Pratum Blog

Cyber criminal with email phishing campaign

Phishing has been around a long time, and the most recent index numbers show attackers are using it enthusiastically.

Infoblox DNS Threat Index, Q2 Quarterly Report 2015

Network end users, as front-line defenders, are a critical component of an organization's information security program. Over the past few years, awareness and training topics for network end users have included phishing due to both its rampant nature and the increasingly sophisticated methods phishers use to lure victims. When our consultants evaluate risk within an organization and discuss with them their phishing awareness and training efforts, we may see guidance such as “do not click on suspicious links” and “hover the mouse pointer over links in an email to check whether it is legitimate.” However, how does one evaluate whether a link and the associated Uniform Resource Locator (URL) leads to a legitimate site or not?

To evaluate links and URLs, a person should understand generic Top-Level Domains (gTLDs), country code TLDs (ccTLDs), and other types of Internet domains. To that end, this article provides some high-level information about reading and interpreting links/URLs.

A Short History of Generic Top-Level Domains

We are all used to seeing gTLDs. Almost daily, we use gTLDs, including those most familiar to us, such as .com, .gov, and .edu. They are a key part of the structure of the Internet. They are also well understood by phishers, who manipulate URLs for fraudulent use. To best assess links within emails, as well as URLs within browsers, it’s good to know how the various domains have evolved and how they work.

In 1984, Request for Comments (RFC) 920 was used to define the original “general purpose domains” - .com, .gov, .mil, .edu, and .org. Another domain, .net, was added in early 1985 and is also considered one of the “original” domains. In 1988, .int (international) was added to meet the North Atlantic Treaty Organization’s request for a domain. Over the years, other domains were added, such as .biz and .info (2001). By early 2011, 22 gTLDs had been established. In June 2011, the Internet Corporation for Assigned Names and Numbers (ICANN) voted to remove many of the restrictions on gTLD applications and implementation, effectively opening the door for almost any gTLD to be used. Under the new rules, as of May 2015, over 600 gTLDs, including new gTLDs such as .auto, .computer, .network, .social, .pizza, .organic, had been registered and cleared for use on the Internet. According to some security experts, this evolution in gTLDs is considered a gift to phishers because it will allow them to form a multitude of new phishing websites. For a full listing of the expanded gTLDs, see the Internet Assigned Numbers Authority (IANA) Root Zone Database (https://www.iana.org/domains/root/db).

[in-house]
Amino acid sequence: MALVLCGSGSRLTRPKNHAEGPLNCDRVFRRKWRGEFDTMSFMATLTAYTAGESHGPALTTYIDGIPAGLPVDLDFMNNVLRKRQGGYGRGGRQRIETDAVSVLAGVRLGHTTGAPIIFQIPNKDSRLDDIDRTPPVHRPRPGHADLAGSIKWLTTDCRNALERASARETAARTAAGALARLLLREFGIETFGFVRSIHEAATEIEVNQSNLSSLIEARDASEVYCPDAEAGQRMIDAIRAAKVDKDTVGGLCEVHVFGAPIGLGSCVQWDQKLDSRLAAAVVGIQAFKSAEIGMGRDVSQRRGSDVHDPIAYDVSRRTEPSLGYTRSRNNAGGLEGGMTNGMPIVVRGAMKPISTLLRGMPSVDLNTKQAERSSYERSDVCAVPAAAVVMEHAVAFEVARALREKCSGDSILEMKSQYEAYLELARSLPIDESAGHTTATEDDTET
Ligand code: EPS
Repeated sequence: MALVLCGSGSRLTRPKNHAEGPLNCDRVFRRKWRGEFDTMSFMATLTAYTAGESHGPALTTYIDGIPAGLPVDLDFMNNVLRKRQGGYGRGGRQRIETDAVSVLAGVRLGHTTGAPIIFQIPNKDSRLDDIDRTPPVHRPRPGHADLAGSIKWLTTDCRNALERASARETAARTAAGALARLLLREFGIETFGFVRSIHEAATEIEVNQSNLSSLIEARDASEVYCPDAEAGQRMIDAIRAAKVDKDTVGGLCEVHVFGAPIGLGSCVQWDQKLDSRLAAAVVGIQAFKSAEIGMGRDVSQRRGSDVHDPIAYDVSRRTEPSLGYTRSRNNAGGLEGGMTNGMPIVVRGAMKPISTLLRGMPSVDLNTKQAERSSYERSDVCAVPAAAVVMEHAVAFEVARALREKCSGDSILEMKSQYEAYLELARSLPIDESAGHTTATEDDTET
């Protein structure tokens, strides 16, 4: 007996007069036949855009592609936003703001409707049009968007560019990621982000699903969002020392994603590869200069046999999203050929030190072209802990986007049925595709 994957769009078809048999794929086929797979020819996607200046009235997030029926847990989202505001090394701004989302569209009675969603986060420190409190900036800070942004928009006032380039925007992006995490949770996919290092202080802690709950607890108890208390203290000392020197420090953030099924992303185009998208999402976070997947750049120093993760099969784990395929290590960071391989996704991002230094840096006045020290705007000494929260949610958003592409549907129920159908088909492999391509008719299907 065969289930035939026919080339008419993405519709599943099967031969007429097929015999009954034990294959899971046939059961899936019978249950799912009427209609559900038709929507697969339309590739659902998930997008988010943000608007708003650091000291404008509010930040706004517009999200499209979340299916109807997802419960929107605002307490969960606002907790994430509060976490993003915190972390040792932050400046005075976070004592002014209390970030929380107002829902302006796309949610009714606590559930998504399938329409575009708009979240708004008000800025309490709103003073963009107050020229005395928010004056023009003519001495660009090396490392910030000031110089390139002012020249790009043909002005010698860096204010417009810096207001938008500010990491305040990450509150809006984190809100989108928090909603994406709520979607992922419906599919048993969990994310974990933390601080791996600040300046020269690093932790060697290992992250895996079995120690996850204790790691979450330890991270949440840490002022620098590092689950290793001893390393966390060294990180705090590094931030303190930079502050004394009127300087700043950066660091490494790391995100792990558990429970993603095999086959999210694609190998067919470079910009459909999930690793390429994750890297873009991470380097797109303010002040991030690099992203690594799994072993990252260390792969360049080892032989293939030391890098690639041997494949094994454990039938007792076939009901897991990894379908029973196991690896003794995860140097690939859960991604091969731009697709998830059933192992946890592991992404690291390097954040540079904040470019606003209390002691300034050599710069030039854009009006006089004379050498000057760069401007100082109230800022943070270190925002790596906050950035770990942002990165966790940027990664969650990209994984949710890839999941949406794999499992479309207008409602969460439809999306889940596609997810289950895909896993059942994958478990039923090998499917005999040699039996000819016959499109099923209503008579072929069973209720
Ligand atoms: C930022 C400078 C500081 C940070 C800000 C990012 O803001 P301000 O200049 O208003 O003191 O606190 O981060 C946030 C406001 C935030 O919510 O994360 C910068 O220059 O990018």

Country Code TLDs

Country code TLDs are also part of many URLs, and, therefore, one can expect to see them in links on occasion. Countries have ccTLDs to help distinguish what country a site is registered in or originates from. For example, the ccTLD for the United States, .us, is often used by state and local governments. Other ccTLD examples are Australia, .au; Japan, .jp; and United Kingdom, .uk. When reading a link or URL, realize that the location of the ccTLD within the URL could shift (at the end of a URL, such as http://www.gov.uk, or earlier in a URL, such as https ://uk.news.yahoo.com).

Did You Know?

Fifty-four countries have chosen to allow their ccTLDs to be used for commercial purposes. For example, .co, the ccTLD for Colombia, can be used in place of .com. It’s very popular, due to the burgeoning .com domain, and allows businesses to have alternative ways to form website names.

Have you seen the URL http://o.co? That’s Overstock.com providing an alternate way for you to get to the company through your browser.

You may have seen youtu.be. That’s a legitimate URL, registered by Google using Belgium’s ccTLD, .be.

Much of the entertainment industry uses Tavalu’s ccTLD, .TV. It’s a great way for the island nation to make money.

When trying to determine whether a site is legitimate, realize that many ccTLDs are also used for commercial purposes. What looks like a suspicious site could be, in fact, legitimate. However, ccTLDs can also be used to form names for phishing sites, so when in doubt, don’t click!

How Links/URLs are Formed

So what’s the key to reading URLs in links? The basic answer is that, within a link, the important stuff lies between the double forward-slash “//” and the first single slash, primarily in the highlighted area shown below. To interpret the URL, go to the first single forward slash, and then back up from there. After the first forward slash, things such as directories, subdirectories, filenames, and file types are listed.